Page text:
In August, Kenya's sitting president was re-elected amid claims of voter manipulation. Violent clashes between police and supporters of the opposition have led to the death of at least 47 civilians, including a 10-year-old girl. The Kenyan Supreme Court countered the election outcome in a surprise move, stating that the August results were null and void. A fresh general election called for 26 October is likely to prompt further political crises and a new cycle of violence.
It has been an extremely difficult three months for my Kenyan colleagues. Many of them were unable to get to their offices in Kisumu, Kakamega or Nairobi for weeks because it was not safe on the streets. Today when I speak to them I hear many worrying stories, but I also hear that many Kenyans are tired of the political chaos. My colleagues are hopeful that Kenya's will for peace is more powerful than the appetite for violence.
Funded and trained through Quaker Peace & Social Witness's Turning the Tide (TTT) project, Kenyan peace activists have organised community meetings that call for peace. Attended by women's leaders, local politicians and youth groups, participants grow to share the same goal of defusing local tensions and practising nonviolence.
Reasons to hope in Mount Elgon
In the Mount Elgon area, ethnicity has often been manipulated for political purposes. Brutal conflicts between the Kenyan military and an armed group erupted in the aftermath of the 2007 presidential elections. In 2009, ethnic groups signed a local peace treaty, effectively ending much of the ethnically and politically motivated violence in the region.
The current political climate has brought new tension to the area. TTT-trained community members decided to bring both sides together and organised dialogues to discuss the importance of the peace treaty. As a result, members of both parties re-committed to the peace treaty, giving residents in Mount Elgon reason to hope for a more peaceful coexistence.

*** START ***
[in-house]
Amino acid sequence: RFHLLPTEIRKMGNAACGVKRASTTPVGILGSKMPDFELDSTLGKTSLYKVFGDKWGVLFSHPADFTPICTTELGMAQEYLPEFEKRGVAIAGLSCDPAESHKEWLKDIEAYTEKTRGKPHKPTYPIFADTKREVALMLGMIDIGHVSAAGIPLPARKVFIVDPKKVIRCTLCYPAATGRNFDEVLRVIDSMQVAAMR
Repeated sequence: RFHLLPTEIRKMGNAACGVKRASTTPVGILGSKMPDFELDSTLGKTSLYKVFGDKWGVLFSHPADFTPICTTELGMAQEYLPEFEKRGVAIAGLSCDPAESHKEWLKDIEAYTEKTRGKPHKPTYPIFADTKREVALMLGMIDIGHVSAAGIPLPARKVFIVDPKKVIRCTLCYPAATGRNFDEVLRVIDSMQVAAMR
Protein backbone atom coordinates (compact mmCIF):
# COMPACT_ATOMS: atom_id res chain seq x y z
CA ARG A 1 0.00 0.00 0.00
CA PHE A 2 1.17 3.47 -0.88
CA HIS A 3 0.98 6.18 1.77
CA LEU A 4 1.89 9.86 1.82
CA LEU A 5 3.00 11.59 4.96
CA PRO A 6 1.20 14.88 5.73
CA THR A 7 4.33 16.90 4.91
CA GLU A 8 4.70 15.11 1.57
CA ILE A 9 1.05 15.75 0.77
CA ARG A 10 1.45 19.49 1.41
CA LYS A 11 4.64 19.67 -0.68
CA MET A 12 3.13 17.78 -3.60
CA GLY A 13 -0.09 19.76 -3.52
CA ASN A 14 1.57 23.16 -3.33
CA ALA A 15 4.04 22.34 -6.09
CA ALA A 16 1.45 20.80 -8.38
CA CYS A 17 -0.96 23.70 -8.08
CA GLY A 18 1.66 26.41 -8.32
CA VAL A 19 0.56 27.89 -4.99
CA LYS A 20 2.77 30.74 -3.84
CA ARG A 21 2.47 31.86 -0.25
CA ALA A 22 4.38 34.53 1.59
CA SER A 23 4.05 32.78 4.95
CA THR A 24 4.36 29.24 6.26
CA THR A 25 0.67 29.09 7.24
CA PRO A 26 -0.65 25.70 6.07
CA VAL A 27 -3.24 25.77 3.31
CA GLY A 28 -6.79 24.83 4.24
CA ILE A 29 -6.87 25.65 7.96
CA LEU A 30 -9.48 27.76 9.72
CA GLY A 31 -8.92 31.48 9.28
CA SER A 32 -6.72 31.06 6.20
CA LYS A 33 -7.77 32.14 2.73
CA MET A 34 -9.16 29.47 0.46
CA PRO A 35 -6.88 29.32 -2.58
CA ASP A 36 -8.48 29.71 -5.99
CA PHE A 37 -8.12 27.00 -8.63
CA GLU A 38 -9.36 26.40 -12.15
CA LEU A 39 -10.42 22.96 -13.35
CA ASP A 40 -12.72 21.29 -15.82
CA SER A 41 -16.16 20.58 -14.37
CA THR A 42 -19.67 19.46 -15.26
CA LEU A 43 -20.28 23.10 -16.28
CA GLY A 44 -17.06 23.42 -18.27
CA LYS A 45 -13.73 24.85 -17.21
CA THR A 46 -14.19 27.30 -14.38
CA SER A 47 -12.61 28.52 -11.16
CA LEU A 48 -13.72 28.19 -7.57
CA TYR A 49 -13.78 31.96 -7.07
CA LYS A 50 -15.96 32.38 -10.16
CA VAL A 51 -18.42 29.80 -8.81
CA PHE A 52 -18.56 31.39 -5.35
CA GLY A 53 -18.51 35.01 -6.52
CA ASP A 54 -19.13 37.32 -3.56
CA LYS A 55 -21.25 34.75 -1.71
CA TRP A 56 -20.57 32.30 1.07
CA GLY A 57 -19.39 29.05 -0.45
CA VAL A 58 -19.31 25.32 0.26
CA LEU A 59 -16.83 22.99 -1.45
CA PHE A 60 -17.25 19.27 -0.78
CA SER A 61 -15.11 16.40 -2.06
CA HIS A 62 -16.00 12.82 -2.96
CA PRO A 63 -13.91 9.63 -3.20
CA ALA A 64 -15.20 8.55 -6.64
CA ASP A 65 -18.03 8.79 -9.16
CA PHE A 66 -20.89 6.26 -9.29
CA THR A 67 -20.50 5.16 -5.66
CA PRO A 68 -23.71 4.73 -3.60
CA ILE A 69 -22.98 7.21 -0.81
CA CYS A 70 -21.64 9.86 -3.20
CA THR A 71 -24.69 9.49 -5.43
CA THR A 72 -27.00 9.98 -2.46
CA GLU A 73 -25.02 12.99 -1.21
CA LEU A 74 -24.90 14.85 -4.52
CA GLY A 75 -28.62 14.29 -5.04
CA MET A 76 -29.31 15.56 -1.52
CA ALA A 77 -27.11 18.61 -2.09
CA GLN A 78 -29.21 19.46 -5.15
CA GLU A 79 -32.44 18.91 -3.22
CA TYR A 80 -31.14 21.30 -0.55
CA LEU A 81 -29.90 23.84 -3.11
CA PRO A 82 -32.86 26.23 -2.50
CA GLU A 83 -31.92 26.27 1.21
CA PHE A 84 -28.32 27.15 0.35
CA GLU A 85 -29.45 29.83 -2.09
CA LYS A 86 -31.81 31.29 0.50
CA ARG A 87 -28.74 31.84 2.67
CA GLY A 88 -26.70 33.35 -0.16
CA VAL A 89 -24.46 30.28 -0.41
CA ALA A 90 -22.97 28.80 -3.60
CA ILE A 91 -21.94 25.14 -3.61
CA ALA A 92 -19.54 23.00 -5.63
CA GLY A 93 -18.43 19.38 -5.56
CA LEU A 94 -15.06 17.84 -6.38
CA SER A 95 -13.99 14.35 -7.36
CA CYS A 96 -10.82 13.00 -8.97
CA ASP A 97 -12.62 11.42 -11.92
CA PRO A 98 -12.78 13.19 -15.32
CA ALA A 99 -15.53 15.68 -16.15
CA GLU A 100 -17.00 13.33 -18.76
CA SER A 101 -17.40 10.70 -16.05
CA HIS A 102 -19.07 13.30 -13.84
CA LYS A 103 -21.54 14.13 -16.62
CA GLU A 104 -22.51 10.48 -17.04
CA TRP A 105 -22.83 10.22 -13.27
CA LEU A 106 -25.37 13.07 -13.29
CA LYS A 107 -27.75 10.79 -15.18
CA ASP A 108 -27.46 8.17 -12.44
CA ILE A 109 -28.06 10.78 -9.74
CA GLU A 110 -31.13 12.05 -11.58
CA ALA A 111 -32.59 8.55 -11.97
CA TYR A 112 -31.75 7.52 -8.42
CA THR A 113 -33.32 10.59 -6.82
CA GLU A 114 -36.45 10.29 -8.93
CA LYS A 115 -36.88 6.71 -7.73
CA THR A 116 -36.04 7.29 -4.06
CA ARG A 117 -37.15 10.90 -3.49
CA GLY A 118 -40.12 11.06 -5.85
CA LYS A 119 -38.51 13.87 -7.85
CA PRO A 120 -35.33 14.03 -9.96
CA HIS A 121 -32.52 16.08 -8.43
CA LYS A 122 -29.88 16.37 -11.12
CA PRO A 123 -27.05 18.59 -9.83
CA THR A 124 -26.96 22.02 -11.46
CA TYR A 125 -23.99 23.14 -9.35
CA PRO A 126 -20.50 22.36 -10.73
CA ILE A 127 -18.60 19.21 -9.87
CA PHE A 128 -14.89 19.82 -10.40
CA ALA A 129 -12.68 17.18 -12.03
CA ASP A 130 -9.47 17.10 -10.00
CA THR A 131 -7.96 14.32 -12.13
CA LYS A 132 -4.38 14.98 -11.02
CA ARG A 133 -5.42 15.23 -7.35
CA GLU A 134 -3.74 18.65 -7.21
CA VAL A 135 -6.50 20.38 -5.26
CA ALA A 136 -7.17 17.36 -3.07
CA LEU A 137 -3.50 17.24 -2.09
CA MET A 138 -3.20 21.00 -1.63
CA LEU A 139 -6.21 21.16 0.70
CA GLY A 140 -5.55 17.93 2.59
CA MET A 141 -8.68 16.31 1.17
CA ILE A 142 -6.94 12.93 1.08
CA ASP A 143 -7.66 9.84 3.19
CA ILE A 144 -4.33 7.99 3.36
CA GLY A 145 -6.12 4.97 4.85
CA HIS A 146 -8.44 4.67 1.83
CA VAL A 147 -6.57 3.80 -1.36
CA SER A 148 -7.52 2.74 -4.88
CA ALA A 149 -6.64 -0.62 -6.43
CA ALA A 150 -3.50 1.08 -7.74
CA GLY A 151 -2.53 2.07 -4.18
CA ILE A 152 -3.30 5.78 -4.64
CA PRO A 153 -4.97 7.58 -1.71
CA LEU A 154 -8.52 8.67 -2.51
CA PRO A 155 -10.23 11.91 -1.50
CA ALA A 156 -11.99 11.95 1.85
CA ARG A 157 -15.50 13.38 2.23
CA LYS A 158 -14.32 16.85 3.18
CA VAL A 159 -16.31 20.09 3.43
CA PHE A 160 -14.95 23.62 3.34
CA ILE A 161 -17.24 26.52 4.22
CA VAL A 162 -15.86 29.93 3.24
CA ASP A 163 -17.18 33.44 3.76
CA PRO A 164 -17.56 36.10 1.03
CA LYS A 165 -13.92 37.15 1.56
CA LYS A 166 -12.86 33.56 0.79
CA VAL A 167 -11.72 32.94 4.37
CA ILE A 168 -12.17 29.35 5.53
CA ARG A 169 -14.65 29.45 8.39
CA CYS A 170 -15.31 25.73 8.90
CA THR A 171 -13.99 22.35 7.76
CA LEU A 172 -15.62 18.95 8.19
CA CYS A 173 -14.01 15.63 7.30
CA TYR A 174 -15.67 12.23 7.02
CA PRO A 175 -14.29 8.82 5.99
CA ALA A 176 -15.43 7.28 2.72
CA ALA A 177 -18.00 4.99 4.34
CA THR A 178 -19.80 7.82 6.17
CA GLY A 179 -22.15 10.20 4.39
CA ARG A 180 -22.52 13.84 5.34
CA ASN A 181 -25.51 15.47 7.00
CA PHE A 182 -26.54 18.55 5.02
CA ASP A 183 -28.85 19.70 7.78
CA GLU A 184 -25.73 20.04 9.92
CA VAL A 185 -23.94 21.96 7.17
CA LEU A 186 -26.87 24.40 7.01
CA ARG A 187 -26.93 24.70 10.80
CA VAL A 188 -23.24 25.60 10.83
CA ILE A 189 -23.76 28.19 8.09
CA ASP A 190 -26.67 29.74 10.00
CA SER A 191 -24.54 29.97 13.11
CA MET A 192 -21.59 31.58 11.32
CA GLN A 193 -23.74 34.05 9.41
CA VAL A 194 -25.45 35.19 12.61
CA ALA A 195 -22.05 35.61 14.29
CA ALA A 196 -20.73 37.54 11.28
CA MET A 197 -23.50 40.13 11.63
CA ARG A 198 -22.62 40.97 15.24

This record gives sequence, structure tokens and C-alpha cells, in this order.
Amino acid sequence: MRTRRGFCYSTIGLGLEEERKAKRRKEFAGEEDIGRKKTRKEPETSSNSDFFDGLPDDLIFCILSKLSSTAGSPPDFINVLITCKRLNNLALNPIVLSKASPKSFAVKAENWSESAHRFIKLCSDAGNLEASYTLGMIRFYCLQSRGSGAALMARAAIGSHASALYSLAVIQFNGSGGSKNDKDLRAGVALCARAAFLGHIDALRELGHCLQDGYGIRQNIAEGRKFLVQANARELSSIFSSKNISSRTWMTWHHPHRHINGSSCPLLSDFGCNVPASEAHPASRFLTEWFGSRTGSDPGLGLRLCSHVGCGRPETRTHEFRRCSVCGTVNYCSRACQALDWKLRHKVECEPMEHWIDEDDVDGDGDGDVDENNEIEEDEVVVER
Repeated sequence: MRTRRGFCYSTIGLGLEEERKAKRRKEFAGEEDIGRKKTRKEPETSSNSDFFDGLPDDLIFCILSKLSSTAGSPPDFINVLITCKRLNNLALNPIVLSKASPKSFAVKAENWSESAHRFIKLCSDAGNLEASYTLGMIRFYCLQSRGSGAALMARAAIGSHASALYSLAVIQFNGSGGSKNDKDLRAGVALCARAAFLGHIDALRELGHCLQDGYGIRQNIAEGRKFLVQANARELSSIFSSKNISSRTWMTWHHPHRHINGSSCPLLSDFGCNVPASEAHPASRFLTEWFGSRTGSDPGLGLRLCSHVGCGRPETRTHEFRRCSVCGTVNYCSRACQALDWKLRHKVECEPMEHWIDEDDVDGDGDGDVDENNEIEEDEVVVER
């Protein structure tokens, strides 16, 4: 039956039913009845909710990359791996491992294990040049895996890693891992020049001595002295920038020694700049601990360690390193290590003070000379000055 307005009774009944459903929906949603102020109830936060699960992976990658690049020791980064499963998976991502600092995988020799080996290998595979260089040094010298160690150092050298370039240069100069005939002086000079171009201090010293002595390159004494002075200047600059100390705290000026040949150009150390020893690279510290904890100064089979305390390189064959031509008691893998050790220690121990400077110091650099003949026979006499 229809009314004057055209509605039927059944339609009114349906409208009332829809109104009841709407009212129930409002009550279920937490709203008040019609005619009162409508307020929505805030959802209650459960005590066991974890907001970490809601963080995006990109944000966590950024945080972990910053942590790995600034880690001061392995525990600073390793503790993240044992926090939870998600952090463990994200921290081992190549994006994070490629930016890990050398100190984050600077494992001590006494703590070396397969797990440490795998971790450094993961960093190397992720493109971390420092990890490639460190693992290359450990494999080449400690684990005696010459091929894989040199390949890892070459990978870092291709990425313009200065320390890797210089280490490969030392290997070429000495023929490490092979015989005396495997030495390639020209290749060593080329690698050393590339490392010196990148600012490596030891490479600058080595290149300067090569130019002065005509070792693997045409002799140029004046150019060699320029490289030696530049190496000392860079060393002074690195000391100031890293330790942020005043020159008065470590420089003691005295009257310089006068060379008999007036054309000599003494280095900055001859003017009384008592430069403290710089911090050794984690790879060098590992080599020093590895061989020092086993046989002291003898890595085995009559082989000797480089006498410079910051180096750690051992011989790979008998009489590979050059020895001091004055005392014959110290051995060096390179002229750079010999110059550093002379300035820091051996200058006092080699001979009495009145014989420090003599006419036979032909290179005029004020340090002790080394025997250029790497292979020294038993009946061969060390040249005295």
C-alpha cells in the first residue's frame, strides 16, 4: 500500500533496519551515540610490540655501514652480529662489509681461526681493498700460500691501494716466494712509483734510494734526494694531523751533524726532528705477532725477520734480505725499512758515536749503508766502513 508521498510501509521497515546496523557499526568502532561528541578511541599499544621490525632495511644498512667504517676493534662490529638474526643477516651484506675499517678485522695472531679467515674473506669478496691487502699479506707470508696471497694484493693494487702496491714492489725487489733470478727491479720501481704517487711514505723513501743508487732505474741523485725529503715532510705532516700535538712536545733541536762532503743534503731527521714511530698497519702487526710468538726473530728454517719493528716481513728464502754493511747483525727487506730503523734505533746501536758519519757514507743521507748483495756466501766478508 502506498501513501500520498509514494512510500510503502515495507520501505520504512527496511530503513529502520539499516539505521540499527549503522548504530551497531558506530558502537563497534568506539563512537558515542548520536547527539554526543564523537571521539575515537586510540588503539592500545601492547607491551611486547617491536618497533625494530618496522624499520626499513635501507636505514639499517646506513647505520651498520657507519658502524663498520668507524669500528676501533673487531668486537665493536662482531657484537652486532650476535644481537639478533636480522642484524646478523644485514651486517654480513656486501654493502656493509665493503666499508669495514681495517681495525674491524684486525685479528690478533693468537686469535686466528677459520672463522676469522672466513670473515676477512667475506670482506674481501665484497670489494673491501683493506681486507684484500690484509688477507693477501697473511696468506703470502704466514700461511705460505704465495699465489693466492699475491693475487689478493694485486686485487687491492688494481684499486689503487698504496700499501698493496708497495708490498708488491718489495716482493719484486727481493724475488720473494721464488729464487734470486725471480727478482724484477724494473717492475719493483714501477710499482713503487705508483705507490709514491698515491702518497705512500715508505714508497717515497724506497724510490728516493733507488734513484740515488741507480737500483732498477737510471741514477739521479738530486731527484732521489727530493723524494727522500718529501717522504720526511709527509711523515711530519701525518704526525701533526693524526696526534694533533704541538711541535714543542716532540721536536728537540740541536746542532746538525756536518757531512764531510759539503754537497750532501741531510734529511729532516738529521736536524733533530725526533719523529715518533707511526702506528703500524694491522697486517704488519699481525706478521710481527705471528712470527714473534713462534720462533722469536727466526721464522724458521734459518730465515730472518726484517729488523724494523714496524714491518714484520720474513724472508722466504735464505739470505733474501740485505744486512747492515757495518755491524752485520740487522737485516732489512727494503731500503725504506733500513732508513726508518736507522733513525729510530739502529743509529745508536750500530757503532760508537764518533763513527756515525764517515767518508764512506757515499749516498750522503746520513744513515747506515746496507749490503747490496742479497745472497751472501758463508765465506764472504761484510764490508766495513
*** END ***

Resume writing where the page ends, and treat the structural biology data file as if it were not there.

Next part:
Partners in nonviolence
In recent months there have been many violent clashes in Kisumu, a city on the banks of Lake Victoria. Local politicians rely on well-networked taxi drivers to coordinate protests, and citizens hold the drivers responsible for the violence that follows. The Turning the Tide team in Kisumu invited taxi drivers to take part in peacebuilding efforts for the first time. By holding a meeting for drivers, Turning the Tide helped them become partners for spreading the ideas of nonviolence.
A peace pledge
Even before the August election, the slums of Nairobi had already become a hotspot for police violence against protesters. Colleagues based there had trained local groups in nonviolent conflict resolution, and helped those groups develop a peace pledge for local political candidates to sign. Candidates who signed that pledge promised to refrain from calling for violence and using hate speech, both during and after the elections. In recent weeks, the TTT team has met with many of these newly-elected local leaders and publicly reminded them of their pledges.
I am very proud to work with these courageous peace activists. Their hope for peace is powerful and contagious. Quaker Peace & Social Witness is steadfast in its support of their work as they uphold communities during this time of deeply felt tension.
If you would like to support our work in Kenya, please consider a donation. This donation will help Kenyan Turning the Tide activists afford travel, organise meetings, and hold workshops on nonviolence.